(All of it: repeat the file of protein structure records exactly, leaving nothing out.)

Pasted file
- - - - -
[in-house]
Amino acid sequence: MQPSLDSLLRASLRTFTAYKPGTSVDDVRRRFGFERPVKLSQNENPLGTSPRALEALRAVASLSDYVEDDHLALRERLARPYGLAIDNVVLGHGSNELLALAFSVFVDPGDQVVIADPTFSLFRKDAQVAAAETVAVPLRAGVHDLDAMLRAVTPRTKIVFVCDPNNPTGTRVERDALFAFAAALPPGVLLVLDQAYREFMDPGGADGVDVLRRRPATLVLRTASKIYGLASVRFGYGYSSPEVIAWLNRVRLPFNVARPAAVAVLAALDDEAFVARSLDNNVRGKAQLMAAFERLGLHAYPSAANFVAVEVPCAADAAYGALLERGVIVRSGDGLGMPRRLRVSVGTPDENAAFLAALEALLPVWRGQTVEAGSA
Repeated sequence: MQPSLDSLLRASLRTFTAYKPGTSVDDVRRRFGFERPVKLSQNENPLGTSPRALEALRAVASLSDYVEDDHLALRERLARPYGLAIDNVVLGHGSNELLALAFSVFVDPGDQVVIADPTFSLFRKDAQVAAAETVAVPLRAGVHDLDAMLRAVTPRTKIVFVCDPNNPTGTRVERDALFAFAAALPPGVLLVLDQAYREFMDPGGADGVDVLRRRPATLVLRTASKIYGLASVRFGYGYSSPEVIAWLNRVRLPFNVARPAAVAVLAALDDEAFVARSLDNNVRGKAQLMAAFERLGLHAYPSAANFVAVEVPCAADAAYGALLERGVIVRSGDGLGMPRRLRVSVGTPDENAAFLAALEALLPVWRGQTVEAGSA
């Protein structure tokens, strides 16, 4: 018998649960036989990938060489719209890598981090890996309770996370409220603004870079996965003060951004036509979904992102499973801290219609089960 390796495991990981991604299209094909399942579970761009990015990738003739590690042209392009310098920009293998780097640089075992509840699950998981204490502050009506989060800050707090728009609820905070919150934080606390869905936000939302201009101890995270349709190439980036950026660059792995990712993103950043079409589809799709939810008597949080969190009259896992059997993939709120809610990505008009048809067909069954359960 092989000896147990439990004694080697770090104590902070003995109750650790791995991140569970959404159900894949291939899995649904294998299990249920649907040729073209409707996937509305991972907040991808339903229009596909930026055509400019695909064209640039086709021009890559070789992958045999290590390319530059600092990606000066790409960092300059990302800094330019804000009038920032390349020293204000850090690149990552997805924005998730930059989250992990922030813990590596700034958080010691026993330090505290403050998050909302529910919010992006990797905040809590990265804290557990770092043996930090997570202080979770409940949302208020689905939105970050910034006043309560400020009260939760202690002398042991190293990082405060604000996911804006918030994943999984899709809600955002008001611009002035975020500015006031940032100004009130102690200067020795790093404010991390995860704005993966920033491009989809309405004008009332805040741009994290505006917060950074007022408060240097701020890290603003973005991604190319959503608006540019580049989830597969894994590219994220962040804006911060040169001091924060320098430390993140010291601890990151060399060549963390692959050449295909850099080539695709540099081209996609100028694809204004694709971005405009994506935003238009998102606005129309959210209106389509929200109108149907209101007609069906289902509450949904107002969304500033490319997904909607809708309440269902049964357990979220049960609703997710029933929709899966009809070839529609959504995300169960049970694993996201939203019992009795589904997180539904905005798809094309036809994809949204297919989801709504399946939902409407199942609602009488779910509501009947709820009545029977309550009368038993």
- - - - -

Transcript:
[in-house]
Amino acid sequence: MQPSLDSLLRASLRTFTAYKPGTSVDDVRRRFGFERPVKLSQNENPLGTSPRALEALRAVASLSDYVEDDHLALRERLARPYGLAIDNVVLGHGSNELLALAFSVFVDPGDQVVIADPTFSLFRKDAQVAAAETVAVPLRAGVHDLDAMLRAVTPRTKIVFVCDPNNPTGTRVERDALFAFAAALPPGVLLVLDQAYREFMDPGGADGVDVLRRRPATLVLRTASKIYGLASVRFGYGYSSPEVIAWLNRVRLPFNVARPAAVAVLAALDDEAFVARSLDNNVRGKAQLMAAFERLGLHAYPSAANFVAVEVPCAADAAYGALLERGVIVRSGDGLGMPRRLRVSVGTPDENAAFLAALEALLPVWRGQTVEAGSA
Repeated sequence: MQPSLDSLLRASLRTFTAYKPGTSVDDVRRRFGFERPVKLSQNENPLGTSPRALEALRAVASLSDYVEDDHLALRERLARPYGLAIDNVVLGHGSNELLALAFSVFVDPGDQVVIADPTFSLFRKDAQVAAAETVAVPLRAGVHDLDAMLRAVTPRTKIVFVCDPNNPTGTRVERDALFAFAAALPPGVLLVLDQAYREFMDPGGADGVDVLRRRPATLVLRTASKIYGLASVRFGYGYSSPEVIAWLNRVRLPFNVARPAAVAVLAALDDEAFVARSLDNNVRGKAQLMAAFERLGLHAYPSAANFVAVEVPCAADAAYGALLERGVIVRSGDGLGMPRRLRVSVGTPDENAAFLAALEALLPVWRGQTVEAGSA
């Protein structure tokens, strides 16, 4: 018998649960036989990938060489719209890598981090890996309770996370409220603004870079996965003060951004036509979904992102499973801290219609089960 390796495991990981991604299209094909399942579970761009990015990738003739590690042209392009310098920009293998780097640089075992509840699950998981204490502050009506989060800050707090728009609820905070919150934080606390869905936000939302201009101890995270349709190439980036950026660059792995990712993103950043079409589809799709939810008597949080969190009259896992059997993939709120809610990505008009048809067909069954359960 092989000896147990439990004694080697770090104590902070003995109750650790791995991140569970959404159900894949291939899995649904294998299990249920649907040729073209409707996937509305991972907040991808339903229009596909930026055509400019695909064209640039086709021009890559070789992958045999290590390319530059600092990606000066790409960092300059990302800094330019804000009038920032390349020293204000850090690149990552997805924005998730930059989250992990922030813990590596700034958080010691026993330090505290403050998050909302529910919010992006990797905040809590990265804290557990770092043996930090997570202080979770409940949302208020689905939105970050910034006043309560400020009260939760202690002398042991190293990082405060604000996911804006918030994943999984899709809600955002008001611009002035975020500015006031940032100004009130102690200067020795790093404010991390995860704005993966920033491009989809309405004008009332805040741009994290505006917060950074007022408060240097701020890290603003973005991604190319959503608006540019580049989830597969894994590219994220962040804006911060040169001091924060320098430390993140010291601890990151060399060549963390692959050449295909850099080539695709540099081209996609100028694809204004694709971005405009994506935003238009998102606005129309959210209106389509929200109108149907209101007609069906289902509450949904107002969304500033490319997904909607809708309440269902049964357990979220049960609703997710029933929709899966009809070839529609959504995300169960049970694993996201939203019992009795589904997180539904905005798809094309036809994809949204297919989801709504399946939902409407199942609602009488779910509501009947709820009545029977309550009368038993």